Savannah River Ecology Laboratory
(803) 725-7283 office
Brett received his undergraduate degree in Wildlife and Fisheries Conservation from the University of Massachusetts at Amherst. While at Umass, Brett was involved with several herp projects including radio-tracking of Blanding’s Turtles and Box Turtles and trapping of Marbled Salamanders. The passion for herpetofauna that Brett learned from the Umass herp crew lead him to travel West in search of more exciting reptiles and research experience. After working with Desert Tortoises, Ridge-nosed Rattlesnakes, Prairie Rattlesnakes, Tiger Rattlesnakes, and various lizard communities he returned East to start a graduate program at Indiana-Purdue University under Dr. Bruce Kingsbury. For his graduate research Brett studied the response of the Eastern Massasauga Rattlesnake to clear-cutting in Northern Michigan. Several short stints studying Loggerhead Sea Turtles, Mallard Ducks, and Golden-winged Warblers followed completion of his M.S. Brett now happily finds himself at SREL.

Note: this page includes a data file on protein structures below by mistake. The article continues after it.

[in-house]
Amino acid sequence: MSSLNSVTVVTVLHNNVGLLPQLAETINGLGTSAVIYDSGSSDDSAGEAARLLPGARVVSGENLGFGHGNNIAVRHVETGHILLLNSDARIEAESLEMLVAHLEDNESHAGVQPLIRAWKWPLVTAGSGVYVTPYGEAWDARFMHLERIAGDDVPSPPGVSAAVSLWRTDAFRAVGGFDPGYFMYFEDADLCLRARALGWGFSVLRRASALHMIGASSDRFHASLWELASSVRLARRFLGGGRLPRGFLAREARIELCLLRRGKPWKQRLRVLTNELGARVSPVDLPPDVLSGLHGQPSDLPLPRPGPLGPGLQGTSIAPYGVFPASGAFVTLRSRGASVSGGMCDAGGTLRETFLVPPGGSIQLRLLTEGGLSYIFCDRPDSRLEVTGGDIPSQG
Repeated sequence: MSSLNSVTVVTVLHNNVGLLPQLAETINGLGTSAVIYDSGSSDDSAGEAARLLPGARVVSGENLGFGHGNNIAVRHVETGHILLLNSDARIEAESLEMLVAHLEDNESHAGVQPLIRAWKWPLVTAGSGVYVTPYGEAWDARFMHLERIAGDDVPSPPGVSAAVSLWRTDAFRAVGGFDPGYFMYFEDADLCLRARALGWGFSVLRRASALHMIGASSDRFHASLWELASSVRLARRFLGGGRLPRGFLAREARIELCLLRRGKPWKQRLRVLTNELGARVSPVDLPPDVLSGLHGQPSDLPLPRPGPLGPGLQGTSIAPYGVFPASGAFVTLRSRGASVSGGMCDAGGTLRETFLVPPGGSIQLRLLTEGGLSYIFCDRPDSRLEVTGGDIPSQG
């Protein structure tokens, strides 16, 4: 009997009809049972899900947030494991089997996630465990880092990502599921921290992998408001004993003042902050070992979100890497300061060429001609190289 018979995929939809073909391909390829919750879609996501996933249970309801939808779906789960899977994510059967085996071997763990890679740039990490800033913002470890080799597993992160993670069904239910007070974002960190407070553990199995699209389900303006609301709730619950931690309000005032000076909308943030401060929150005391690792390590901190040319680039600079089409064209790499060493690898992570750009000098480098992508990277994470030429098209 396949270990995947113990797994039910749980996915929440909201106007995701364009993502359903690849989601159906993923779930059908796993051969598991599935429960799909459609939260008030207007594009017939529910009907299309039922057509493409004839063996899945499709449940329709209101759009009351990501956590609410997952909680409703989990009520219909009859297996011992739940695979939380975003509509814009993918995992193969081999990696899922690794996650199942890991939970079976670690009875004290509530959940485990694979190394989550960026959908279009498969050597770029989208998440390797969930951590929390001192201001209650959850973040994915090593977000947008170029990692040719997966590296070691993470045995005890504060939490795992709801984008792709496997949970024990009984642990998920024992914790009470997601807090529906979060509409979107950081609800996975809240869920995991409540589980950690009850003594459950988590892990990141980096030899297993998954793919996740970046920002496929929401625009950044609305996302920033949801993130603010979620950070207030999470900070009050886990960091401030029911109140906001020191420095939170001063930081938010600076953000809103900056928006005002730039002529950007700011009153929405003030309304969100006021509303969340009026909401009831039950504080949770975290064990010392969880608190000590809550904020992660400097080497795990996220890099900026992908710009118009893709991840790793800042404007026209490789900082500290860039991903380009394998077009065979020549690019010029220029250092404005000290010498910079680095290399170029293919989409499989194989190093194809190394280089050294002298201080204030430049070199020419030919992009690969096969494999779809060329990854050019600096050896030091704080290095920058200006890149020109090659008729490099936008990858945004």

Brett’s current research interests include investigating head-starting as a viable conservation management tool, assessing the influence of temperature on reptile habitat selection and spatial ecology, and investigating the influence of anthropogenic land use on reptile populations. At SREL he is currently involved with a head-starting project of the declining Desert Tortoise in California, re-introduction of Gopher Tortoises to Aiken County, investigating contaminant burdens in long-lived reptiles, and surveying for Gopher Tortoises and Flatwoods Salamanders. In his spare time, Brett enjoys birding, chasing his dog around, Finnish Film, and fantasy football.